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My problem is generalization of the simple problem:

Search for item $x$ in a set $S$.

This is trivial to do it fast if the elements are comparable. Sort the $S$, and do the binary search.

My problem is that I'm interested in partial match. That is, my items are ordered sets of $n = 15$ numbers, and I consider them equal if they have $m = 10$ numbers (at same position) same. For smaller numbers (like 5 out of 6), I can use $n = 6$ sorted sets that have all $m = 5$ number subsets of preprocessed items and then just do 6 binary searches. But for large numbers $n$ and $m$ where $n - m > 2$ number of sets (the binomial coefficient) explodes.

Is there efficient way to search for a partial match?

The only thing that I could think of is to index each number of the set. For example, when preprocessing size 3 sets:

{1,2,3},//set0
{2,3,4}//set1

Create entries

1->(set0,pos0)(position is important), 2->(set0,pos1),(set1,pos0) ... (4->set1,pos2)

and then when I get a new number, I just go for the each number in it and check the sets in which it appears. If there is a set that has many hits (say 10 or more), they are declared the same.

Of course I could use an array trick (i.e. array[1234] contains the pointer to the list of sets that contain 1234). This works for small ranges. For large ranges, I could hash the number and do modulo.

Of course this could go very very wrong for some distributions of preprocessed data.

So is there a better way?

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    $\begingroup$ I just edited your question to improve the presentation. (The edit will be visible after someone with enough rep approves it.) Please check that I didn't introduce any errors. $\endgroup$ – Tyson Williams Oct 19 '11 at 2:59
  • $\begingroup$ Tnx, it didnt introduce any errors. $\endgroup$ – NoSenseEtAl Oct 19 '11 at 12:21
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I think that a better way is to include the position in the key of the entries; in your example you'll have:

(1,pos0)->{set0}
(2,pos0)->{set1}
(2,pos1)->{set0}
(3,pos1)->{set1}
(3,pos2)->{set0}
(4,pos2)->{set1}

When you must search for an item (an ordered set) $(n_1,n_2,...,n_{15})$, you can perform the union of the sets associated to the keys $(n_1,pos0), ..., (n_{15},pos14)$, keeping track of the number of hits for each set. From the union you can finally extract the set (or sets) with 10 or more hits.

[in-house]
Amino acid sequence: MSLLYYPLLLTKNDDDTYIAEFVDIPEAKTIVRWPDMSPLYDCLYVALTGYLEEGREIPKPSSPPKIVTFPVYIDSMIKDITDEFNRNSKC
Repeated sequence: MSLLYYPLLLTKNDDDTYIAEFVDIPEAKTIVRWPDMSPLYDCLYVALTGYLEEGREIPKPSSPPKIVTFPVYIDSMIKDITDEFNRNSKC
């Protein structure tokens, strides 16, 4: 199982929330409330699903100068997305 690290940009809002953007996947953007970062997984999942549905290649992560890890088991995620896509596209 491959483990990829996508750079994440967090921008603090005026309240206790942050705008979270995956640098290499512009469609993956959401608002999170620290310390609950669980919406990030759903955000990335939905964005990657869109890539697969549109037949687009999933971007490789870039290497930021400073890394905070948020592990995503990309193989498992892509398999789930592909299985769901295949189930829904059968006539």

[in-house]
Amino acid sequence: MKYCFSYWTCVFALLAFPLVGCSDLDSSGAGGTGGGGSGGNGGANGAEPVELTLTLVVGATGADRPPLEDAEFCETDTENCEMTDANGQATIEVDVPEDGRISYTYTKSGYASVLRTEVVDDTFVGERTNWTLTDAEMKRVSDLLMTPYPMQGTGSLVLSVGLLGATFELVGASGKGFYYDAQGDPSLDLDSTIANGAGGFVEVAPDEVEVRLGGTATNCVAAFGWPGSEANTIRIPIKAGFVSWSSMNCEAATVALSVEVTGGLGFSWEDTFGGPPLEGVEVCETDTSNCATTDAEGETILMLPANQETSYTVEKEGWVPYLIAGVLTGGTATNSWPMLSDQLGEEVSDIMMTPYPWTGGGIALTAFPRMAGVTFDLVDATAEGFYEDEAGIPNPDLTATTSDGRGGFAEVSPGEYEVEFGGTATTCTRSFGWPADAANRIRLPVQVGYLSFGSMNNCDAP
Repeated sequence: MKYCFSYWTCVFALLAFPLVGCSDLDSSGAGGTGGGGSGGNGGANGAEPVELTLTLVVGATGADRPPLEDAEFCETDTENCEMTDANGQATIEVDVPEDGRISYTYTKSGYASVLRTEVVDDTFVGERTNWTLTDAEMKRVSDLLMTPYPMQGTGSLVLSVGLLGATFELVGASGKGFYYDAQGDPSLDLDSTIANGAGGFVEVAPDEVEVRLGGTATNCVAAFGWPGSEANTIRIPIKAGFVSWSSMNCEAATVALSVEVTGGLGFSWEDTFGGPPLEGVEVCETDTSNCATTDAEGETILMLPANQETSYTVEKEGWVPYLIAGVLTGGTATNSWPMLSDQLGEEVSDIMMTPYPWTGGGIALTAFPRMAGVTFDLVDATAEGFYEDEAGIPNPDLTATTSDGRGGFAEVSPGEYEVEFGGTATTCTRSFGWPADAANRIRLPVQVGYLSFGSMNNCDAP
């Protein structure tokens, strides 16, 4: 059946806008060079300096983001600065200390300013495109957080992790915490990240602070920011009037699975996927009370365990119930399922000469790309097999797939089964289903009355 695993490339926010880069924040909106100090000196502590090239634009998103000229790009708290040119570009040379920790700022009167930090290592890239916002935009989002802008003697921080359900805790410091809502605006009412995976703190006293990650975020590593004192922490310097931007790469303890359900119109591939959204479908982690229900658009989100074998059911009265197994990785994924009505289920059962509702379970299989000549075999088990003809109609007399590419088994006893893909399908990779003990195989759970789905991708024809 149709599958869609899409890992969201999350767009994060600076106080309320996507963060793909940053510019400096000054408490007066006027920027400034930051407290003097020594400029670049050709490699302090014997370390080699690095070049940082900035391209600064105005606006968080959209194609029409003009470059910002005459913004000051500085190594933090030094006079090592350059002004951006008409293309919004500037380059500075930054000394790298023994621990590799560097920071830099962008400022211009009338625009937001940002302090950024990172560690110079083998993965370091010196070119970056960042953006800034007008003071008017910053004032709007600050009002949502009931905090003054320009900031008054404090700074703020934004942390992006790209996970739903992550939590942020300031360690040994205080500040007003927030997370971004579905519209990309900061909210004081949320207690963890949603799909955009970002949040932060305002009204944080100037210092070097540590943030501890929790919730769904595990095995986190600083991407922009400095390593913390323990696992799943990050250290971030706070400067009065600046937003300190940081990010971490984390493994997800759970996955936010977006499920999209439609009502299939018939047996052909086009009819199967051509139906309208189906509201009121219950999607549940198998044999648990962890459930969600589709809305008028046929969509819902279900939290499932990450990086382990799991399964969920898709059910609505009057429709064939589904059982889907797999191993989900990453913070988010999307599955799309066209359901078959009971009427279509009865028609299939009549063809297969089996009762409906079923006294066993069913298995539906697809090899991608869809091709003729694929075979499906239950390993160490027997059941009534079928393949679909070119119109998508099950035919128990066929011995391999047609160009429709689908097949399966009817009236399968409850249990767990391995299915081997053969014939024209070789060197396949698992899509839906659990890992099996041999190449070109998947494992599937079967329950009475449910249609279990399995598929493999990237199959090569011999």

If this is a real problem with thousands of entries, a good RDBMS (such as MySQL) will handle the data (and searches) efficiently.

If you need to keep everything in memory, you can use an hash table to store the key,values $(n_i,pos_j) \rightarrow \{set_1,...,set_k\}$

Addendum: your problem resembles the classical problem of efficiently storing and searching word co-occurrences using inverted indexes (Information Retrieval area)

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If I understand the problem correctly, this looks like an instance of the Nearest Neighbor Search, under the Hamming distance.

In other words, the "distance" between ordered sets is just the number of mismatched positions. The goal is to preprocess a collection (dataset) of ordered sets, each of size n, so that given a "query" ordered set, the data structure reports an ordered set within Hamming distance n-m. In your case, n is the dimension, and n-m is the distance. (This variant is actually called near neighbor search (the nearest neighbor is one where one reports the closest dataset item).

If that's the problem, then the wiki page may be a good start for pointers on existing work.

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